Preventing Transmission of Infections for People with Diabetes

People with diabetes and the healthcare providers who work with them consistently handle sharp objects associated with checking blood sugar and injecting insulin. These sharp objects, if handled unsafely, can cause infection and disease. Exposer to another person’s blood through used needles increases your risk of contracting hepatitis B virus (HBV), as well as other bloodborne pathogens. That is why OSHA created the bloodborne pathogens training standard that will cover how to safely handle sharps. Here are some important guidelines for preventing transmission of infections for people with diabetes.

Handling Diabetes Devices

There are two main types of devices used by patients with diabetes and their healthcare providers. These include lancing devices, or fingersticks, and blood glucose monitors.

Fingersticks

Some fingerstick device models are reusable. However, it’s difficult to properly change out and clean the lancing components. This means that finger sticks should never be re-used between more than one person.

Instead, single-use, auto-disabling lancing devices should be used by healthcare providers to safely monitor their patients’ diabetes.

If these devices do need to be used on multiple people, they should be cleaned. To do this, wear gloves and submerge the lancing units in one tablespoon of bleach mixed with one quart of water. This will clean and sanitize the lancing unit.

Finally, as a general rule, do not ever share single-use fingerstick or lancing devices.

Blood Glucose Monitors

Do not share blood glucose monitors, if possible. However, if sharing is necessary, be sure to clean and disinfect them after every use.

If the device doesn’t come with cleaning instructions, do not share the monitors under any circumstances.

Injecting Insulin

Do not share insulin pens, syringes, or cartridges. Be sure to label all insulin devices to reduce the chance of use between multiple people.

Additionally, dedicate each multiple-dose vial of insulin to a single person. Enter vials with a new needle and syringe each time you inject, and dispose of all injection equipment in an approved container for sharps.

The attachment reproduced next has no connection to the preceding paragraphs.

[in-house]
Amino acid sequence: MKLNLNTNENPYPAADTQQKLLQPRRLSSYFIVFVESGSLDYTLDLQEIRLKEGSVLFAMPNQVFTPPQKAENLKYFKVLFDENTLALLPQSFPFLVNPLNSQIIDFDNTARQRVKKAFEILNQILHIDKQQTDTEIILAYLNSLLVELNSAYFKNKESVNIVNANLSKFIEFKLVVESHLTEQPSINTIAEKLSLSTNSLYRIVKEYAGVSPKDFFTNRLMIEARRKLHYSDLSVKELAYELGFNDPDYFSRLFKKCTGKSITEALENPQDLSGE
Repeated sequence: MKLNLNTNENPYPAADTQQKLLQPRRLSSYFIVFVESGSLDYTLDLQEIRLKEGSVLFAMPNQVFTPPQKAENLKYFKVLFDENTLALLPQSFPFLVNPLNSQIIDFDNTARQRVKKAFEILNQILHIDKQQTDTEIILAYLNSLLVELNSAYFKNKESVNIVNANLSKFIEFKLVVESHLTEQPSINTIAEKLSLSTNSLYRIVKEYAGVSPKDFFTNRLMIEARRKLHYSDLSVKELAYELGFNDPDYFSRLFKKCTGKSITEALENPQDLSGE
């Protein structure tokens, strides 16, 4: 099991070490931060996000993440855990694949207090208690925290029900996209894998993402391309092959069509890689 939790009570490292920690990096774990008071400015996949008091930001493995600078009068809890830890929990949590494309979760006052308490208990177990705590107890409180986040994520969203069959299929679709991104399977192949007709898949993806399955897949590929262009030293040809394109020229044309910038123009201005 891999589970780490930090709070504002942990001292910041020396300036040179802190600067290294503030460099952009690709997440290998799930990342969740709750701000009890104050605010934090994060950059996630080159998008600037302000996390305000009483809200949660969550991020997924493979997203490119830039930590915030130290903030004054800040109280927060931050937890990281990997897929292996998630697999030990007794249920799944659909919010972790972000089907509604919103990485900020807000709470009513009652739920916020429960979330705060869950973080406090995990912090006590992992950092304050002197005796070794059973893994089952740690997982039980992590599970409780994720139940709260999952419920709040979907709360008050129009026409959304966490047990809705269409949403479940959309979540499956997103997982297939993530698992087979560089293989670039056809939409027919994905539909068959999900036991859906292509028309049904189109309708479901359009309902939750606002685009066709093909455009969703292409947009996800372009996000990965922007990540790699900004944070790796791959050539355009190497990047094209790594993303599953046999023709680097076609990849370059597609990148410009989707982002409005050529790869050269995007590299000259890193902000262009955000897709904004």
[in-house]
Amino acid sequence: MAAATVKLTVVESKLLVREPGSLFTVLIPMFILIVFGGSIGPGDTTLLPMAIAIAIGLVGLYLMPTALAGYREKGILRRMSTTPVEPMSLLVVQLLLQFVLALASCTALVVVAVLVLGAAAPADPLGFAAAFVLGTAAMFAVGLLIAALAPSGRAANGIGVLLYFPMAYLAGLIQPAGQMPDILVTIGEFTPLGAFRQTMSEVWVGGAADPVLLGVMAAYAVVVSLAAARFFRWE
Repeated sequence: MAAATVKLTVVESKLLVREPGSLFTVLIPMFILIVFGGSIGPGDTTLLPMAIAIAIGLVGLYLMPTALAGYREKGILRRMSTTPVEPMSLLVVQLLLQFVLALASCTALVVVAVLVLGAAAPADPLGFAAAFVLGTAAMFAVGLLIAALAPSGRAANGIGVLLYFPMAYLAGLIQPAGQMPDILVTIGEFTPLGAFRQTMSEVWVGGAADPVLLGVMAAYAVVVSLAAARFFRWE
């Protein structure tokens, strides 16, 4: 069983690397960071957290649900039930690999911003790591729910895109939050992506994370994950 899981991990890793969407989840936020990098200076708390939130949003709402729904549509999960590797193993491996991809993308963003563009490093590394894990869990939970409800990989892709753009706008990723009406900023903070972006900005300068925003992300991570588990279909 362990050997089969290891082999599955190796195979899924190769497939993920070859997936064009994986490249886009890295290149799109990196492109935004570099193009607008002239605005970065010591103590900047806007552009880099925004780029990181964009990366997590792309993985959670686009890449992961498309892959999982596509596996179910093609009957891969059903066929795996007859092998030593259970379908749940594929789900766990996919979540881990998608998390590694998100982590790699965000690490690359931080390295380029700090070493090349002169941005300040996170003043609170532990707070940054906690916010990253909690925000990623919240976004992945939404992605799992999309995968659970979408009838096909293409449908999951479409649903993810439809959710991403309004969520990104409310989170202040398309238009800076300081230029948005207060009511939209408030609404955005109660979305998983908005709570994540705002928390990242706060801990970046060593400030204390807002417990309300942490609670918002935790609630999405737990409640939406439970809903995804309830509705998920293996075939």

The bloodborne pathogens training will provide more information about how to properly dispose of sharps and other biohazardous objects.

Maintaining Good Hygiene

If you are a healthcare provider, always wear gloves when using an injection or lancing device. Change your gloves in between patients or if you get blood or bodily fluids on your hands.

Wash your hands before working with diabetes patients and after disposing of gloves.

If blood or bodily fluids end up on surfaces, they should be cleaned and disinfected.

Finally, all unused injection, lancing, and monitoring supplies should be stored in a safe and clean area.

Complete the Bloodborne Pathogens Training

You have just learned a few examples of how to safely monitor diabetes for patients. You may be interested in learning more about other scenarios in which you could be exposed to bloodborne pathogens.

In the bloodborne pathogens training, you will learn about these risky situations. You will also learn how to safely work in scenarios where exposure is likely. This will ultimately help you with preventing transmission of infections for people with diabetes.

Add Comment

This site uses Akismet to reduce spam. Learn how your comment data is processed.